Fenestraria rhopalophylla, also known as ‘Baby Toes’, is a unique and fascinating succulent that is native to Namibia and South Africa. With its small, delicate leaves and interesting growing habits, it’s a great addition to any succulent collection. However, like all succulents, it requires proper care to thrive. In this article, we’ll go over everything you need to know to care for your ‘Baby Toes’ succulent.
How much sunlight does Fenestraria rhopalophylla ‘Baby Toes’ need?
Whether growing this plant indoors or outdoors, please ensure it gets at least six hours of daily sunlight. The flowers of your Fenestraria rhopalophylla ‘Baby Toes’ will open, close, and occasionally turn in reaction to light, which is a really neat thing to witness if you’re lucky.
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How to water Fenestraria rhopalophylla ‘Baby Toes’?
The roots of Fenestraria rhopalophylla ‘Baby Toes’ succulents tend to rot when you overwater them. You should not water when the soil is not dry. When the plant is dormant in the summer, you can stop watering thoroughly. The great thing about it is that they communicate well with the growers. They will let you know when you overwater by displaying cracks on the tips of leaves. Also, the leaves will appear faded due to under-watering.
How to propagate Fenestraria rhopalophylla ‘Baby Toes’?
When propagating from offsets, pull out a baby plant from your mature Fenestraria rhopalophylla ‘Baby Toes’. Do this gently so you do not damage the plant’s roots. Alternatively, you can use a sterilized knife to cut the offset. Place the offset on a piece of paper and allow it to dry for a few days before placing it in well-draining soil as well as pot with drainage holes to grow.
What kind of soil does Fenestraria rhopalophylla ‘Baby Toes’ need?
Fenestraria rhopalophylla ‘Baby Toes’ prefer well-draining, sandy soil with a pH range of 6.0-7.5. It is also important to make sure that the soil doesn’t hold moisture and stay too wet or waterlogged, as this can lead to root rot. Adding inorganic grit like pumice or perlite to the soil can help improve drainage. Additionally, it is recommended to repot the plant periodically to ensure that the soil is fresh and doesn’t contain any pests or diseases.
How to repot your Fenestraria rhopalophylla ‘Baby Toes’?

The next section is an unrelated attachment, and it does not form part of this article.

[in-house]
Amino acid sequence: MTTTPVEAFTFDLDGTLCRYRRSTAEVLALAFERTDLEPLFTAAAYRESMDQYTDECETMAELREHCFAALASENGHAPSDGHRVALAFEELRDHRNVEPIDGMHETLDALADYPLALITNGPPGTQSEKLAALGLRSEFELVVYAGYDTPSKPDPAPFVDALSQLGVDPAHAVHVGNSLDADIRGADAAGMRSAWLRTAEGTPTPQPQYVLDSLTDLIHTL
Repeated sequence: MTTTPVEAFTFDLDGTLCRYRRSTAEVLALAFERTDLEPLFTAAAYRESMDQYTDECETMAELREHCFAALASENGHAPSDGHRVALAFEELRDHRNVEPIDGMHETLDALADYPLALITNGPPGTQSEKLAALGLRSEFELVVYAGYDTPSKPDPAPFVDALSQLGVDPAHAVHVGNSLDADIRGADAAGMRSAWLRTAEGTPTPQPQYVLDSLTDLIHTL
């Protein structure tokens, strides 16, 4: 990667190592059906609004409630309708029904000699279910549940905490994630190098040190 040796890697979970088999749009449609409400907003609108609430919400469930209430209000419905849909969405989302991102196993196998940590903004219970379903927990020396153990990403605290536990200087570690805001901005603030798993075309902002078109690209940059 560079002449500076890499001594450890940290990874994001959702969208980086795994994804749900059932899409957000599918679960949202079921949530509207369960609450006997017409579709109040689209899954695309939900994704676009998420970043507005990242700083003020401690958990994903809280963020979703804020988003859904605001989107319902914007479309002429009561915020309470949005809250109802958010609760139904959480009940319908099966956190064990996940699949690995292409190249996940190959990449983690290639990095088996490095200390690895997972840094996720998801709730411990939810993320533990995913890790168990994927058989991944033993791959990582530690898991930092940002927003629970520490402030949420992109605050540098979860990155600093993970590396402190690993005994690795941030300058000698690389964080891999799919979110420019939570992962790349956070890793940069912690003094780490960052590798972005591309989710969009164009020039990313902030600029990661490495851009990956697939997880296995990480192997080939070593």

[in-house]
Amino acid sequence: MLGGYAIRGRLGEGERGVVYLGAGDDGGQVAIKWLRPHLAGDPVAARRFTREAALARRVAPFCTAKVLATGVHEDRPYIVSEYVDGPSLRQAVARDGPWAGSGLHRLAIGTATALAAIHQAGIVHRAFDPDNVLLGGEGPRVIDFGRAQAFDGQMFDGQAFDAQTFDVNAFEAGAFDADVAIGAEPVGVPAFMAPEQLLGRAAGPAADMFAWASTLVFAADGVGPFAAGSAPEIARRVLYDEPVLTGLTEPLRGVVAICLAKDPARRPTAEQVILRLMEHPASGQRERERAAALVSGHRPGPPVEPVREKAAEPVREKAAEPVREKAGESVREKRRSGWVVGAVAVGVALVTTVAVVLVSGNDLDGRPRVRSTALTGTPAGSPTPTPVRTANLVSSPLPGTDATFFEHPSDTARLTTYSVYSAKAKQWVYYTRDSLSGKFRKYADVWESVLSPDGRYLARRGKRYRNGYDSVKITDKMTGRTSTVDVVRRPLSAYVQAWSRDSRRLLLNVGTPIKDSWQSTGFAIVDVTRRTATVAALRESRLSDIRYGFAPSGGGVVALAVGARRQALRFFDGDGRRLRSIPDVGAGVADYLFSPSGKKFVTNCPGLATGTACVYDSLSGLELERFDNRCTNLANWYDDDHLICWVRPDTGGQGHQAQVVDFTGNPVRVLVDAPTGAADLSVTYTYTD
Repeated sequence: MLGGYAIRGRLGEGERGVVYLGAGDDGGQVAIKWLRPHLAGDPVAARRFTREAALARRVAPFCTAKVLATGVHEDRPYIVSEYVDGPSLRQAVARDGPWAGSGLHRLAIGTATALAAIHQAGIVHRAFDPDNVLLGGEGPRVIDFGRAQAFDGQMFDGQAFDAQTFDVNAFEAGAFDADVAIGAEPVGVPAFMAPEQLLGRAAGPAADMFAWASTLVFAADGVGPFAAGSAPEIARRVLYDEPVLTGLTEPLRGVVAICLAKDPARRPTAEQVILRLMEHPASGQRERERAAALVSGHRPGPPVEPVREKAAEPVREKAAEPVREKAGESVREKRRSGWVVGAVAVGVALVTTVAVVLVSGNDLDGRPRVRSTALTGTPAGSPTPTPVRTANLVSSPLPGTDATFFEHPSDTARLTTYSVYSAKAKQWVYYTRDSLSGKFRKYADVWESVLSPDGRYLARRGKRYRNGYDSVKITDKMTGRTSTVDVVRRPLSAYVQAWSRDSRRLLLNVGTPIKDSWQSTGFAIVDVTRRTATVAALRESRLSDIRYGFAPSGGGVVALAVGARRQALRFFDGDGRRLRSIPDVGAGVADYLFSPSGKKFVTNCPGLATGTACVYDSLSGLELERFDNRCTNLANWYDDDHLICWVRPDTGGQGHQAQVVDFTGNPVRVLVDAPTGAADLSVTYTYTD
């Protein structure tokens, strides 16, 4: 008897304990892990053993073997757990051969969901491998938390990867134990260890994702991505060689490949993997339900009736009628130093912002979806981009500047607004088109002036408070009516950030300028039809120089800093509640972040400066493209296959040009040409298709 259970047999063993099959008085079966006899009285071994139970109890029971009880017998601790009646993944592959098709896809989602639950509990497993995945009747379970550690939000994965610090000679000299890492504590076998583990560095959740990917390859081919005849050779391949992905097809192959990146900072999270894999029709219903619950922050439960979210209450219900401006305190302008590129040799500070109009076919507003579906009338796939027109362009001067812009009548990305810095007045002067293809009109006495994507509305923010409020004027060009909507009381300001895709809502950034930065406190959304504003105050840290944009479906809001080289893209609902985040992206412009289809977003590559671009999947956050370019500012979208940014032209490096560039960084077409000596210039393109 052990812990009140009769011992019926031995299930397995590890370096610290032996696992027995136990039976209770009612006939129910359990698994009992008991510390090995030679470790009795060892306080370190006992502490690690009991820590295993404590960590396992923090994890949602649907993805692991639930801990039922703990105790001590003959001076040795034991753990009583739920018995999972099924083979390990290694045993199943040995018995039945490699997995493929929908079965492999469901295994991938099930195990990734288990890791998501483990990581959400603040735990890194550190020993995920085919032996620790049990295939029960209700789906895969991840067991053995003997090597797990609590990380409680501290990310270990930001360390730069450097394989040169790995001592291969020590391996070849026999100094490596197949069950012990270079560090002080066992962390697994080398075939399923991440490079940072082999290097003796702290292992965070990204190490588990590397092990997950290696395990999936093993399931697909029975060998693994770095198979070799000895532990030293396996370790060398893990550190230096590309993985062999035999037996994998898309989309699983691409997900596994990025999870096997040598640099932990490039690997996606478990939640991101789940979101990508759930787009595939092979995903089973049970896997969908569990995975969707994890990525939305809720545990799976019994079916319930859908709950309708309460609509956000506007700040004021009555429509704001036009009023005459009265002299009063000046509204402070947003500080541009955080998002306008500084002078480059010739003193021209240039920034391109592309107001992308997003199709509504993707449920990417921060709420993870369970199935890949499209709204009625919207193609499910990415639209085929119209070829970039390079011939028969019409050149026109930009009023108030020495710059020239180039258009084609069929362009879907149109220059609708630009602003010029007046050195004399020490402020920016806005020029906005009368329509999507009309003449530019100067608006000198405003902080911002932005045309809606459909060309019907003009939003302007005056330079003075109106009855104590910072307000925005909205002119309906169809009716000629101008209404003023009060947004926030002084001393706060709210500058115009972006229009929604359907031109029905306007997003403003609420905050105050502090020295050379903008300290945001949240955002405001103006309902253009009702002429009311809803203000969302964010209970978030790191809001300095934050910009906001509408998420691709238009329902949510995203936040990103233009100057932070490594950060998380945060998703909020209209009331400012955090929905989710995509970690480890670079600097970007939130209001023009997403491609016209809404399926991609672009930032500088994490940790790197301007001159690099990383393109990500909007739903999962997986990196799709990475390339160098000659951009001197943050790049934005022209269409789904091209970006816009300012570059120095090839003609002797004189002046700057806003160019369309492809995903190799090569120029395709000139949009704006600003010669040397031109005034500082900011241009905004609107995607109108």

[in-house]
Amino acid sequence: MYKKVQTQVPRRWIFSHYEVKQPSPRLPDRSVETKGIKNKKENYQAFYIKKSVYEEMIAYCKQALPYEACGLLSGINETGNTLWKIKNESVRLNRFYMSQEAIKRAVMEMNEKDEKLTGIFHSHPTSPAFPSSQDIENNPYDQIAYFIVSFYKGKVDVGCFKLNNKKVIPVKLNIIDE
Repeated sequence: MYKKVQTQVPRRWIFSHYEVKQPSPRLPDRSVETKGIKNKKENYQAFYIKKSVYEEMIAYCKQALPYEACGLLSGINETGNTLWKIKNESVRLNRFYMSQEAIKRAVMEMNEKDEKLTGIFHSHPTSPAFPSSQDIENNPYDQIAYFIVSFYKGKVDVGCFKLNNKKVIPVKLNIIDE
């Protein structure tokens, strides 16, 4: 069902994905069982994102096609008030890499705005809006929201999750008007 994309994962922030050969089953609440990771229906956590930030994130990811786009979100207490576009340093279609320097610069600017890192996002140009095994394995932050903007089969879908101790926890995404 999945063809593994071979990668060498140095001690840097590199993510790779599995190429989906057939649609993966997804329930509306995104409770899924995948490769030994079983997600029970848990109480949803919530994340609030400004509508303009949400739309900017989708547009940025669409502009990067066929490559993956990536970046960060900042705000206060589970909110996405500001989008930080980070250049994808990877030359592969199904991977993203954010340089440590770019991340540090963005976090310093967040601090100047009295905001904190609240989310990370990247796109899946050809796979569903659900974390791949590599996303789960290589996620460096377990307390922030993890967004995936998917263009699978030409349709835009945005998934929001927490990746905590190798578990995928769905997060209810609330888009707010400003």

A very important reminder when repotting your Fenestraria rhopalophylla ‘Baby Toes’ is to ensure that you avoid burying your plant’s leaves. Aside from that, handle your plant gently to avoid any damage or breaking.
It is also essential to repot when you purchase a new plant. It is to avoid bringing in any pests or diseases that might be stored in your new plant’s soil. Repotting is also crucial to avoid water build-up due to the old stock soil.
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What are the ideal temperature and humidity levels for Fenestraria rhopalophylla ‘Baby Toes’?
Fenestraria rhopalophylla ‘Baby Toes’ is not cold hardy and prefers warm temperatures. It’s ideal to place your plant indoors if you live in a zone that gets colder than 30 degrees Fahrenheit. The ideal temperature is 66 degrees Fahrenheit. However, keep in mind that placing your plant in locations with low temperatures for a long time can also damage your plant.
In terms of humidity, it prefers an average level of humidity. Ensure that your Fenestraria rhopalophylla ‘Baby Toes’ is placed in a location with continuous air condition.
How Do Fenestraria rhopalophylla ‘Baby Toes’ Survive in Desert Conditions?
Fenestraria rhopalophylla ‘Baby Toes’ are adapted to survive in hot and dry desert conditions. They belong to the Mesemb family. Mesembs are known for their unique and intricate leaf formations, as well as their ability to survive in harsh desert conditions. They have thick leaves that store water and help them retain moisture. Additionally, the tips of their leaves do not have green pigment, which helps to conduct heat, allowing them to survive in high temperatures. The tips of the leaves of this odd looking succulent have clear ‘windows’ that help attract sunlight and promote photosynthesis, which is essential for their growth.